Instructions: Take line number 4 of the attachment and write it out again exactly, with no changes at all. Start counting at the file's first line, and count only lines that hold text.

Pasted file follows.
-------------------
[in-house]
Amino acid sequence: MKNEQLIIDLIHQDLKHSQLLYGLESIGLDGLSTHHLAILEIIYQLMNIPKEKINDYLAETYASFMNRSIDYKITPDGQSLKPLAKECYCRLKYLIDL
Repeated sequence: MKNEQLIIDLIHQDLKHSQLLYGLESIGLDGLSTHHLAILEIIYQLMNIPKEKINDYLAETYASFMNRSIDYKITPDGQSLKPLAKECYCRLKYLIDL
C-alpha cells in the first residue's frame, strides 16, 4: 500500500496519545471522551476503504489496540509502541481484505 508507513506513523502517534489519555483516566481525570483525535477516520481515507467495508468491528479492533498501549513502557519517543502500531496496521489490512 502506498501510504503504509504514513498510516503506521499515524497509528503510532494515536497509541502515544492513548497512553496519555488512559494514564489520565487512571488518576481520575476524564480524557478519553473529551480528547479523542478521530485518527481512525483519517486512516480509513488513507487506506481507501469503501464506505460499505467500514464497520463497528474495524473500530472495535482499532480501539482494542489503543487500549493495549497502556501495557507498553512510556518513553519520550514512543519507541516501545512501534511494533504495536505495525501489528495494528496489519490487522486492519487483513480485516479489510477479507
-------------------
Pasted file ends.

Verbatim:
C-alpha cells in the first residue's frame, strides 16, 4: 500500500496519545471522551476503504489496540509502541481484505 508507513506513523502517534489519555483516566481525570483525535477516520481515507467495508468491528479492533498501549513502557519517543502500531496496521489490512 502506498501510504503504509504514513498510516503506521499515524497509528503510532494515536497509541502515544492513548497512553496519555488512559494514564489520565487512571488518576481520575476524564480524557478519553473529551480528547479523542478521530485518527481512525483519517486512516480509513488513507487506506481507501469503501464506505460499505467500514464497520463497528474495524473500530472495535482499532480501539482494542489503543487500549493495549497502556501495557507498553512510556518513553519520550514512543519507541516501545512501534511494533504495536505495525501489528495494528496489519490487522486492519487483513480485516479489510477479507